Tuesday, May 15, 2001

Ohio execution on for tonight


Cases move slowly through courts

By Spencer Hunt
Enquirer Columbus Bureau

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Scott
        COLUMBUS — The U.S. Supreme Court rejected condemned killer Jay D. Scott's insanity appeal Monday afternoon, erasing what may have been his last best chance to escape execution tonight.

        The high court decision, which came without comment, puts Mr. Scott back on course to become only the second Ohioan executed since the death penalty was reinstated in 1981. Mr. Scott would have been first to die if Wilford Berry had not volunteered for his own 1999 execution.

        With 201 death row in mates — and four failed execution attempts — Ohio has not executed a prisoner against his will since 1963. Ohio ranks last among the 38 states that allow executions, tied at one with Colorado, Idaho, Tennessee and Wyoming.

        Texas, on the other hand, has executed 246 people. Virginia has sent 82 convicted murderers to their deaths.

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        One death penalty expert chalks up the vast differences between these states to different legal systems and simple will power in states such as Texas to move death sentences through a complicated maze of courts.

        In Ohio, Attorney General Betty Montgomery points to a big backlog of capital cases in federal courts.

        An annual report released by her office shows 119 death row inmates have appeals working their way through various stages of the federal system. Eleven are on a “watch list” of cases that have gone untouched for at least a year.

        Long-vacant judgeships on the bench of the U.S. Court of Appeals for the Sixth District, which serves Ohio, Kentucky, Michigan and Tennessee, are another contributing factor to Ohio's backlog. The slow-grinding wheels of federal justice apparently stall appeals in state courts, too. The attorney general reports no action for a year or more on another 16 cases, including three at the Ohio Supreme Court.

        “State courts look at the federal court (backlog) and say "What's the rush?'” Ms. Montgomery said. ”

        Hamilton County has a big stake. With 48 death sentences, Hamilton has put more people on death row than any other county in the state.

        Ohio's recent death penalty history also is marked by several failed execution attempts.

        The Ohio Supreme Court stopped Mr. Scott's April 17 execution with less than an hour to spare to consider an insanity appeal. Convicted of killing Cleveland delicatessen owner Vinnie Prince during a 1983 robbery, Mr. Scott is a diagnosed schizophrenic.

        On Friday, the court found Mr. Scott competent for execution under state law. The 1998 statute says a prisoner must understand he will die as punishment for crimes he committed.

        The U.S. Supreme Court also halted planned executions of death row inmates Robert Buell in 1996, John Byrd Jr. in 1994, and Mr. Berry in 1998.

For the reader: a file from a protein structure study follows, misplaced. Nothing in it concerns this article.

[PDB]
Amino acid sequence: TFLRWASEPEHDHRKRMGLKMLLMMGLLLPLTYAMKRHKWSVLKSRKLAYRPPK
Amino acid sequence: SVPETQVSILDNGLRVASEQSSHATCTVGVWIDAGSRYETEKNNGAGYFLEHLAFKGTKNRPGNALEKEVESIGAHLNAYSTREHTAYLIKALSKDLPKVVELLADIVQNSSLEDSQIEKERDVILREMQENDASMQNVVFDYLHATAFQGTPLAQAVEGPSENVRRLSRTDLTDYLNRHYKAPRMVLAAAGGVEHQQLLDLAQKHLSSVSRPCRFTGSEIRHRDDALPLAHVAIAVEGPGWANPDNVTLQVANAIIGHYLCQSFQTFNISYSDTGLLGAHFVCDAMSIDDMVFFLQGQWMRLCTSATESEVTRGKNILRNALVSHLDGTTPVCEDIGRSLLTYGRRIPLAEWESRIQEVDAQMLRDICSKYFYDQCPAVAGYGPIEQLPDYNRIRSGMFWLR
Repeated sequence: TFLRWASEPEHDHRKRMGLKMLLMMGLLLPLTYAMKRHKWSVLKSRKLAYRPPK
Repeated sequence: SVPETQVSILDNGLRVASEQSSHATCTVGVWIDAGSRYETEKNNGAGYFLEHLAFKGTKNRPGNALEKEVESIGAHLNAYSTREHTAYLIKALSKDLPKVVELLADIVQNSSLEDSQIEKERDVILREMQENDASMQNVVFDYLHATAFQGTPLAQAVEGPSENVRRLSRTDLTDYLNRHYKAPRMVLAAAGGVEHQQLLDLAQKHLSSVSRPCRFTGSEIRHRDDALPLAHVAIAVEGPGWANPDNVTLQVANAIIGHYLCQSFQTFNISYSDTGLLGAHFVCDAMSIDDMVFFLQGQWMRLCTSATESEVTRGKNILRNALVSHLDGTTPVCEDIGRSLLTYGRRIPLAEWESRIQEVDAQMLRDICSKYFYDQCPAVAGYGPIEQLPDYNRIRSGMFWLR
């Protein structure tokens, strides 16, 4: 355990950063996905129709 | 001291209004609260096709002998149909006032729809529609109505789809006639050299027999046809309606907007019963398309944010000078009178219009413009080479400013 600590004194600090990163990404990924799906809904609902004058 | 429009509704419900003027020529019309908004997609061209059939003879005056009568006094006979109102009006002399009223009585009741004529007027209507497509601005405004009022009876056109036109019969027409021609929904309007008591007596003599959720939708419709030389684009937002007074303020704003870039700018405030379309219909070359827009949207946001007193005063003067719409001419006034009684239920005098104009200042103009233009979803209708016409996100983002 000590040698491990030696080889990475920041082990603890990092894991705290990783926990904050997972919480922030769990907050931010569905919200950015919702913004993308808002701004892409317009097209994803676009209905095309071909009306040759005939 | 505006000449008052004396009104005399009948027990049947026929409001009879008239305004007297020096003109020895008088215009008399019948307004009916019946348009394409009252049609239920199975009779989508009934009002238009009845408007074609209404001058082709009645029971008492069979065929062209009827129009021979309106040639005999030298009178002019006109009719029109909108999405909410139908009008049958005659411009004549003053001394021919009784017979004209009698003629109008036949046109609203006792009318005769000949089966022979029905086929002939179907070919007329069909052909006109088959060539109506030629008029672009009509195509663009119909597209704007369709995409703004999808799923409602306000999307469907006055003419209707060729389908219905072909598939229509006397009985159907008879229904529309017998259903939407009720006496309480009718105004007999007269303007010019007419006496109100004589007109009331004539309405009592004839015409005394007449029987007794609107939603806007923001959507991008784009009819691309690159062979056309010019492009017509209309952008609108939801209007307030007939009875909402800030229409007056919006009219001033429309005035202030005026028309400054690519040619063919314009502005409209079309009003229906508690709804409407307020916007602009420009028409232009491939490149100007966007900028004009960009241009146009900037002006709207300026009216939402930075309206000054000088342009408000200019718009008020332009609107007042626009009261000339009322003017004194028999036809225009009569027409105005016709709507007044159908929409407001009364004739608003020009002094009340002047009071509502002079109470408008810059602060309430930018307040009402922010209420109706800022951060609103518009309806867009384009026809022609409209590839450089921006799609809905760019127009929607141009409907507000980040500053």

Mr. Byrd now faces a Sept. 12 execution date for killing Colerain Township convenience-store clerk Monte Tewksbury during a 1983 robbery. His regular appeals are exhausted, but a Hamilton County court is expected to rule on a last-ditch appeal this week.

        Mr. Scott's attorneys filed another appeal before U.S. District Judge Kathleen M. O'Malley in Cleveland. It asks the court to find fault with the state law the Ohio Supreme Court used to throw out his insanity case. Judge O'Malley denied the appeal Monday night. The attorneys are likely to appeal to the 6th Circuit Court of Appeals in Cincinnati today.

        Although attorney Timothy F. Sweeney said he hopes to win a second stay of execution, he also admits time is growing short.

        While Mr. Scott's case moves toward its conclusion, records show Ohio is far from alone when it comes to death-penalty delays.

        With 500 people on its death row, California has performed nine executions. Pennsylvania has 243 condemned inmates but has executed three.

        The U.S. Justice Department set Oklahoma City bomber Timothy McVeigh's execution back one month after the FBI revealed it mistakenly withheld thousands of pages of related documents from defense attorneys.

        Paula Bernstein, an analyst with the Death Penalty Information Center, said the differences between an Ohio and a Texas often come down to their different legal systems. Texas courts do not offer life imprisonment without parole, Ms. Bernstein said.

        “That helps increase the num ber of death sentences in Texas,” she said.

        She also points to a general level of commitment state leaders and courts have for pursuing executions. States with more executions generally have more people and resources pushing death penalty cases through the courts.

        “You look at Texas, it's almost like a factory,” Ms. Bernstein said.

        The Washington-based not-for-profit agency does not oppose the death penalty. It is, however, critical of the legal system used to put people on death rows.

        Back in Ohio, state Supreme Court Chief Justice Thomas J. Moyer defends the system. He says state courts, especially his, are not sitting on death penalty cases.

        “The fact that a case has been here since 1998 doesn't mean we're not working on it,” Justice Moyer said.

        Ms. Montgomery said she didn't mean to single out the Supreme Court. She said this was the first time in six years her study found idle cases there.

        “There are cases sitting for two years,” she said. “I know people are looking at these cases, but don't have them stack up like so much wood.”

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